Upgrading LRC (Low Rank Coal) looking attractive

With some thermal coal prices soaring to over US$150/t and declining supplies of high- quality coal worldwide, upgrading of Indonesia’s low rank coal (LRC) is becoming an increasingly attractive option.
Long regarded as uneconomical to mine because of its high moisture and low heat value, LRC now is being seen more as an alternative fuel to bituminous coal, principally for power generation. At an estimated 60.8Bt, LRC – coal with a calorific value below 5,100kcal/kg – accounts for some two-thirds of Indonesia’s total coal resources.

Now, a raft of industrial companies is pushing ahead with proposals to start building a potentially very large industry for Indonesia based on upgrading its LRC.
Australia’s White Energy, which is constructing an initial 1Mtpa capacity coal upgrade plant at the PT Bayan Resources Tabang mine in East Kalimantan, has unveiled plans for a matching-size plant at one of Adaro’s mines in the same area.
US-based Carbon Development Corporation, with South African mining company, Exxaro, is reported to be planning entry to the “new” LRC industry.
A new venture, PT Upgrading Brown Coal Indonesia (UBCI), a subsidiary of Japanese steel manufacturer Kobe Steel, plans to start trial operations of a US$72M demonstration upgrading brown coal (UBC) plant at PT Arutmin Indonesia’s Satui mine in South Kalimantan.
UBCI president director, Masashi Wakagi, told delegates at the recent Coaltrans Asia conference in Bali that the plant will operate from August this year to March 2010 and use 1,000t/d of raw coal to produce 600t/d of higher quality product for testing in commercial boilers in Japan and Indonesia.
He says success from the demonstration plant will mean that UBCI will step up to a 1.7Mtpa commercial-scale plant – either in Kalimantan or Sumatra – with construction scheduled to start mid-2010.
UBCI says it expects its upgrading process to reduce total moisture content of typical Indonesian LRC “A” from 33% to 8% and increase calorific value from 4,100kcal/kg to 6,350kcal/kg – a heat content comparable with bituminous coal – leaving ash content and residues unchanged.
Upgrading brown coal process of Indonesia LRC “A”

Wakagi concedes that moisture levels of the feeder coal dictate production costs in the upgrading process, with higher moisture coal requiring more energy and more equipment, and reducing output against raw coal inputs.
He says UBCI hopes to hold its upgraded coal production cost to less than $10/product tonne, benchmarked on raw coal with 40% moisture.
Wakagi says moisture evaporation-related energy loss of burning upgraded LRC is about one-third that of raw low rank coal. Even accounting for energy loss in the upgrading process, there is net benefit through the use of upgraded LRC for power generation if the moisture content of the raw LRC is greater than 35%.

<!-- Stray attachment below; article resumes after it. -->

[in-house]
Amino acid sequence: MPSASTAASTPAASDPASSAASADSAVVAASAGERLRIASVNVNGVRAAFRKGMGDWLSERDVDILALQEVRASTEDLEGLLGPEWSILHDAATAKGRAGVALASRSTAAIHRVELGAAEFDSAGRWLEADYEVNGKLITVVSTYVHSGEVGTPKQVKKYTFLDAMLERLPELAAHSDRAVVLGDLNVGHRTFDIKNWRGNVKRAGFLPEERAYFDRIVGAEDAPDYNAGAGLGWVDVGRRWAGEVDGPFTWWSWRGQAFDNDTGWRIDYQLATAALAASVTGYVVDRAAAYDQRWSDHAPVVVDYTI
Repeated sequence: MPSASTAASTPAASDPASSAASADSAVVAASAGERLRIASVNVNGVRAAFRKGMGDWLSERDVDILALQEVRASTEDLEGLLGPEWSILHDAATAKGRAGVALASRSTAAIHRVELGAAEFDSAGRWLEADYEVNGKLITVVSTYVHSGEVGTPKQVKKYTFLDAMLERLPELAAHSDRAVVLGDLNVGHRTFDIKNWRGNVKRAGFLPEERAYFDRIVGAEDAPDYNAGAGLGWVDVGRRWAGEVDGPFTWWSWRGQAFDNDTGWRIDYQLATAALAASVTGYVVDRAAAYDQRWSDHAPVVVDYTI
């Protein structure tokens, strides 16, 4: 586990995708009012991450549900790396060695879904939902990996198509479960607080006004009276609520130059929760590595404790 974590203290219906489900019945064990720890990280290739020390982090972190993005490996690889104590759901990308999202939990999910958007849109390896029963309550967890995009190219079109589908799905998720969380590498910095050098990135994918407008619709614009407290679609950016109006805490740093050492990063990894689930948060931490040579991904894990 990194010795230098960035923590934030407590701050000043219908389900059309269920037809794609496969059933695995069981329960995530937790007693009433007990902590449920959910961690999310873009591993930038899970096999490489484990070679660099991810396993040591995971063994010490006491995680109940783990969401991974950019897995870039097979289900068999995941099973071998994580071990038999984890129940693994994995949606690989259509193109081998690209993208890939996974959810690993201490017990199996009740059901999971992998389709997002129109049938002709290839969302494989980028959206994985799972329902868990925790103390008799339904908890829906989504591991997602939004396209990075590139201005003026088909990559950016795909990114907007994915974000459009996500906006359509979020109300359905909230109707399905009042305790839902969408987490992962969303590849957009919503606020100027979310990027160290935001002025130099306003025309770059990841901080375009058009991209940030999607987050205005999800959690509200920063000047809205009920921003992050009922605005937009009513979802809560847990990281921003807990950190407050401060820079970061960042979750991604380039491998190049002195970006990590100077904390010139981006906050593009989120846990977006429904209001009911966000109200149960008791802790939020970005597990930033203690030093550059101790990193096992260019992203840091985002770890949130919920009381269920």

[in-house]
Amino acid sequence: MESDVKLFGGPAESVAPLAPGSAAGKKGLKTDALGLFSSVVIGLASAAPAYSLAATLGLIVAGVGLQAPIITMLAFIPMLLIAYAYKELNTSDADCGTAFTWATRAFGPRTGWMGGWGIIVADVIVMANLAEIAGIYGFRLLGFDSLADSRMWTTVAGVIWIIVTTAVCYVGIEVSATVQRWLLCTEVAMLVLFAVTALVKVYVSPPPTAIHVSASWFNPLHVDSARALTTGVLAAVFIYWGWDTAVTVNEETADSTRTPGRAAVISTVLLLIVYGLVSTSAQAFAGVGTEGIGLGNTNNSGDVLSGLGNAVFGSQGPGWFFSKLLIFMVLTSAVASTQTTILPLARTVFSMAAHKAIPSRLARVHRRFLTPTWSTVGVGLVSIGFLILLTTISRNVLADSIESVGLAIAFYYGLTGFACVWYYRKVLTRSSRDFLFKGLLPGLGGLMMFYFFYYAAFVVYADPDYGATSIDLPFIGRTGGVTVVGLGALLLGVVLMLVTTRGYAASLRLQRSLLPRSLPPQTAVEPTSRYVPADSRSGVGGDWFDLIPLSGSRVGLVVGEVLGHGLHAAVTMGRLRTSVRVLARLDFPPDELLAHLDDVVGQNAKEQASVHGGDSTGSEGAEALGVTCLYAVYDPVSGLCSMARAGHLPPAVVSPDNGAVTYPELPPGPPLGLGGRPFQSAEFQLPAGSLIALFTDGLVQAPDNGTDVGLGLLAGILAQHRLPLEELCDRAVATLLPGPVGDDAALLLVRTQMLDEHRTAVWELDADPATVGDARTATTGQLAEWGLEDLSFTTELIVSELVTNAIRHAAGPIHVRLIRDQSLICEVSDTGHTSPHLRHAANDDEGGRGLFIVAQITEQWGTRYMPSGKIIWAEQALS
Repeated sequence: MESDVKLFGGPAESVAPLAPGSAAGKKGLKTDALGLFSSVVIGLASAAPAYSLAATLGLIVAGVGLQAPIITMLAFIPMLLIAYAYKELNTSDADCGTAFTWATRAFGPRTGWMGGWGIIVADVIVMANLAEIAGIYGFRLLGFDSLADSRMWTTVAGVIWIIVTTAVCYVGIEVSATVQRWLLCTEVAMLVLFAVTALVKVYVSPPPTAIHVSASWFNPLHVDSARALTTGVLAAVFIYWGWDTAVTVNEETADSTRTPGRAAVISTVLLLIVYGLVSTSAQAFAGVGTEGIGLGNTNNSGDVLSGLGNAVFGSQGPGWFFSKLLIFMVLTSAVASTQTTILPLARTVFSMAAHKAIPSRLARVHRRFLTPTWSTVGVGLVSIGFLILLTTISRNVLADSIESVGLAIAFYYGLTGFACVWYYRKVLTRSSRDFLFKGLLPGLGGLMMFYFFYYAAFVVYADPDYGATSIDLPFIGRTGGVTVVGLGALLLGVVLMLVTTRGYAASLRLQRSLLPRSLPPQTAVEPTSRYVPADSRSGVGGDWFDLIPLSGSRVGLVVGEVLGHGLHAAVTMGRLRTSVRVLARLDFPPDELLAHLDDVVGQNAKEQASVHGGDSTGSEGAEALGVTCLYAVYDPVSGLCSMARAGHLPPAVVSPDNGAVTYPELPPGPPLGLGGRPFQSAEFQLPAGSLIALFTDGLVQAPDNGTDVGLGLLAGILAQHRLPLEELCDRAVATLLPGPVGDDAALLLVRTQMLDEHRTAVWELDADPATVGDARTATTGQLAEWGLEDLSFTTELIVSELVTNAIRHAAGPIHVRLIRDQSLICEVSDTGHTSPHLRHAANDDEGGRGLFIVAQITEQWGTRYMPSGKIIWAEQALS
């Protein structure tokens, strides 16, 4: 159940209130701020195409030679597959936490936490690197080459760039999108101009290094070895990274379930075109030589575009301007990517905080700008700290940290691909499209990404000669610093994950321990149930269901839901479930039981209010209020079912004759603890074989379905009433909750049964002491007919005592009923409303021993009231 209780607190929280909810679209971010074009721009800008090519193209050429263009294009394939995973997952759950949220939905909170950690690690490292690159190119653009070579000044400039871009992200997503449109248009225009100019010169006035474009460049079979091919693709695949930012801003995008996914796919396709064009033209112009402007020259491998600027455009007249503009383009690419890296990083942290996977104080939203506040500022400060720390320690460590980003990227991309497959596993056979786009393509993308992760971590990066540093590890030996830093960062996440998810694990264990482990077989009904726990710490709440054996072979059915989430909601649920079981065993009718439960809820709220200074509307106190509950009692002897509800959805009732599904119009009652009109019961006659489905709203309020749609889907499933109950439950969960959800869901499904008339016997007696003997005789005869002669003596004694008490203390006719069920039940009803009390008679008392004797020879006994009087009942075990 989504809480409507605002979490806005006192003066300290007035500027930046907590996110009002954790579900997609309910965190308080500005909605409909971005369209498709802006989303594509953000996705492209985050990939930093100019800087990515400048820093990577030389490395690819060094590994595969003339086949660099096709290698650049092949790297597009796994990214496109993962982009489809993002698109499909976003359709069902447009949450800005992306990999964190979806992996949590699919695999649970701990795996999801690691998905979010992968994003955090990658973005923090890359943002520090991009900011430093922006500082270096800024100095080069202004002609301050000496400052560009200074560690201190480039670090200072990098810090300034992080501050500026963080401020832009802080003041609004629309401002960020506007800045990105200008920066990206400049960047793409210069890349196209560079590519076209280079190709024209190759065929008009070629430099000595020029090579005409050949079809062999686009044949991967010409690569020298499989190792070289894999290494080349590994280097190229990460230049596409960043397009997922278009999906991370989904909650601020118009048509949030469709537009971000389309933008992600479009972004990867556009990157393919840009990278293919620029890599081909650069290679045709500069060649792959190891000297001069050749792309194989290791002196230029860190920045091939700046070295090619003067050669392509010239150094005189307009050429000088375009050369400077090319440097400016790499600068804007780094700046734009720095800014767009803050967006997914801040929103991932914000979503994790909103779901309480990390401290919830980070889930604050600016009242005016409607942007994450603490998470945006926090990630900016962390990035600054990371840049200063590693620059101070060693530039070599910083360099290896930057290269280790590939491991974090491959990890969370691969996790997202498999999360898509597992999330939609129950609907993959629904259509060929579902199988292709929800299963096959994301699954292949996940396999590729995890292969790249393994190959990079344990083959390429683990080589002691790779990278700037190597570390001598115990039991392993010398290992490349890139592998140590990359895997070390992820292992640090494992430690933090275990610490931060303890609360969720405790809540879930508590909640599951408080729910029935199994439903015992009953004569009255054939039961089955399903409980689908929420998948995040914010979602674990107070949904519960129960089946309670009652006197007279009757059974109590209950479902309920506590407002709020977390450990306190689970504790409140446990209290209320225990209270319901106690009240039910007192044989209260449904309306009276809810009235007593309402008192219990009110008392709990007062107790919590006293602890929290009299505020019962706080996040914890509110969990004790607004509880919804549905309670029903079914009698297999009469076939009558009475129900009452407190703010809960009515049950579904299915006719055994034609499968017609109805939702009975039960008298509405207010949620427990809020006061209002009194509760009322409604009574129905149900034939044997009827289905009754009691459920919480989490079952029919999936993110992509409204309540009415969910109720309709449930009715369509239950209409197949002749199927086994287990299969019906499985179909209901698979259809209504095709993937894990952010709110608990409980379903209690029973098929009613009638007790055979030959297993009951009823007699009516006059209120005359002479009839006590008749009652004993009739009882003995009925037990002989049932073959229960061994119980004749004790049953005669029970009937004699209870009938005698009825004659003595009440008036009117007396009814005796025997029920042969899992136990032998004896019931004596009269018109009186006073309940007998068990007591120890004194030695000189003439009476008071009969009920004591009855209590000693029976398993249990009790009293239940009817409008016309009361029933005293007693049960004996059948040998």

UBCI says carbon dioxide emissions are also reduced if an integrated upgrading plant and power plant use coal with moisture content greater than 25% before it is processed.
Depending on the raw coal characteristics and the design and operation conditions of the boiler, some slagging may occur, Wakagi says – but the problem can overcome by blending the upgraded LRC with bituminous coal.
Wakagi told Reuters in Bali that the production costs of converting LRC to a product coal with the energy characteristics of bituminous coal would be US$70- $90/t, including the purchase of the LRC and plant investment costs.

Aside from some proprietary differences in coal upgrading technologies, the general process involves crushing the LRC and mixing it with heavy oil to form slurry, which then is heated in an evaporator to remove moisture, with most of the oil recycled.
UBCI’s upgrading process is designed to limit oil loss to 0.5% per tonne of upgraded product. The powdered form of the upgraded coal is briquetted for easy transportation, also minimising dust and lowering the risk of spontaneous combustion and moisture rebound.
Deputy chairman of the Indonesian Coal Mining Association, Kaz Tanaka, has called on the country’s central and local governments to cut royalties as an added incentive for development of LRC as an alternative fuel for domestic power generation.
He says mine mouth coal-fired power plants using LRC could be developed as part of Indonesia’s current crash program to boost power generation.
Clean coal technologies for LRC, such as coal gasification, liquefaction and coal upgrading, should also be promoted, he says. – Peter MacDonald, with reporting by John O’Neil.
Characteristics of Indonesia’s Low Rank Coal
Mining location Moisture (%ar) Ash (%adb) Sulphur (%adb) Calorific Value (kcal/kg)
Riau 30-42 7-19 0.2-0.5 4,100-4,500
South Sumatra 40 3.8 0.2 5,400
South Kalimantan 38-42 2-3.3 0.1-0.2 4,300-4,700
East Kalimantan 32-41 3-5 0.1-0.7 4,600-5,500
Irian Jaya 42 5.4 0.75 5,500

Source: Ministry of Energy and Mineral Resources/DH Power

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